Artist Interviews 2021
By Laura Siebold
Marta Solaz is a painter and actress from Barcelona who is inspired by light, the quest for consciousness and the inner workings of the mind. Marta mixes different styles and materials in her paintings that pay homage to the women in her family. She describes her current style as “figurative art mixed with abstract backgrounds”. In her interview, the artist reveals the importance of manifestation and the female element in her work, her fascination with the movie In The Mood For Love (2000), and the message and healing aspects of her art. Her new series We Are Walking Trees is a reminder to acknowledge the positive aspects of darkness and difficult times and to become aware of the chances of human growth from those places. For Marta, it is the point of view and the ability to become an agent of an artwork by deciphering its message that matters.
Marta is based in Los Angeles, California.
We are curious about your background. You have worked as an actor for many years; what made you explore your creative outlet as a painter?
Well, I began my studies at the University of Fine Arts in Barcelona, Spain, but I was so focused to be an actress that I combined the University with the Performance Arts studies. And I started to work as an actress so fast at a young age. But my inspiration with the painting process made me feel a huge void inside, as if I was not attending this major inner call. And then, after many years of sporadic attempts to develop my art, I started to completely let out that voice that needed to be released. It was when I moved to Los Angeles a few years ago that I got my studio and started painting again.
My acting career is still ongoing, so I'm not gonna quit one thing for another because this is what I am, the two arts enrich each other and are perfectly compatible on my daily basis so far.
Which is the most important source of inspiration for you? How would you characterize your style?
My inspiration lies in many places of reality itself, and the need to interpret it. How light works on the figures and makes shades inspires me to try to be like nature doing its creations. Just an impulse to try, like playing. Also, Human figure inspires me, especially women.
I play with concepts related to the seeking of consciousness. So, subjects such as self-knowledge, finding the purpose, work of ancestors through the family tree, the flower of Life, the color vibration of the chakras, and the observation of nature as vital learning, are my main inner motor.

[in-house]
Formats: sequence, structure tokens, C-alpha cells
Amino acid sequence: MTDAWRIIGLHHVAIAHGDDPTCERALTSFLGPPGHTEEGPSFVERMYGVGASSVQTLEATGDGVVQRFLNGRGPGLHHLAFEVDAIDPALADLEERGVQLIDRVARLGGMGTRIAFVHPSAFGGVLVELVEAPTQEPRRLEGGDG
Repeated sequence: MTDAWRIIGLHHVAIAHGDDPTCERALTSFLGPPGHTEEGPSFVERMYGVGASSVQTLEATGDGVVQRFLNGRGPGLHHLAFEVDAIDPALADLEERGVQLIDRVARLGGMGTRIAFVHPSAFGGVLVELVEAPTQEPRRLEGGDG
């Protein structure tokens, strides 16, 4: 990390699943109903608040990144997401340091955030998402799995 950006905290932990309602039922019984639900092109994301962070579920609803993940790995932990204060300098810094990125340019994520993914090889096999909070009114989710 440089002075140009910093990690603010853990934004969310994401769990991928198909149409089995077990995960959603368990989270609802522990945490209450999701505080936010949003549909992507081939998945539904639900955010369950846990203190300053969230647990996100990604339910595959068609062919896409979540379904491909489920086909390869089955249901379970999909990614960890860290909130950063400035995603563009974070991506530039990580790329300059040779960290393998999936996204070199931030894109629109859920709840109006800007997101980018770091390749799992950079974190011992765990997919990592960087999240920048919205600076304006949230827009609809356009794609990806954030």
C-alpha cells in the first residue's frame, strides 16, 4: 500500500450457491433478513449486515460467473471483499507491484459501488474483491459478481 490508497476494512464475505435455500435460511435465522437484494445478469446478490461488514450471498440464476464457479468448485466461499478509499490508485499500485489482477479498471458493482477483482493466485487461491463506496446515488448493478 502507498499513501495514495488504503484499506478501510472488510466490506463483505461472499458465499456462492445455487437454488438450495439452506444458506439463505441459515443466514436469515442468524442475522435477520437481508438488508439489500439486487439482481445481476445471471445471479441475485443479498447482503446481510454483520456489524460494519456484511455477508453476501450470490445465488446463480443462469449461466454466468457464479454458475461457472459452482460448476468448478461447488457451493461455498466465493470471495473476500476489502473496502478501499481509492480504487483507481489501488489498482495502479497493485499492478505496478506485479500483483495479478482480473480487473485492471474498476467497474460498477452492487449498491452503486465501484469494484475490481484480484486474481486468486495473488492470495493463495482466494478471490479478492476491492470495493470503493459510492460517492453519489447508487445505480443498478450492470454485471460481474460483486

Sometimes I picture it more obviously, sometimes more subtly. But it is the state of mind that moves me the most when it comes to creating.
Then I show figurative images, inspired by vintage or personal photography, on abstract backgrounds. I use both oil and acrylic in my paintings, adding pastel and thread on canvas. I started to include thread as a way to mix the art of my grandmother – she was engaged in embroidering – and the profession of my mother who was a dressmaker. It's like a part of them is also within me when I paint.
I believe that my style is still in process. Maybe in the way of trying to figure it out, it is where it appears. But at this point, my style is figurative art mixed with abstract backgrounds. But I also want to incorporate certain aspects of pop art and street art in the future.
In which ways are you “manifesting with your hands” while painting?
The word ‘manifest’ hides a wonderful concept, in which 'mani' (hands) fest (festivity= celebration). Then we could say that if we want to manifest things in our life, we need to use our hands or take action, which is the same, by doing things that amuse us. In my case, I have observed how my main hobby has become a profession just by enjoying manifesting pictorial creations.
You paint with both acrylic and oil paint. Does the paint you choose make a difference for the depiction of your subjects?
It depends on what I'm planning to do. If I just want to experiment on the canvas, I use acrylic; then I can recreate with different colors, and because they dry fast, I can try different options as many times as I want. With oils, I can go deeper into realism if that is what I want; and I really love the vivid colors. But I normally use acrylics as the primary medium.
Your In The Mood For Love series is based on a movie; your paintings represent frames, rendered static. What inspired you about the movie, so you decided to depict its female character?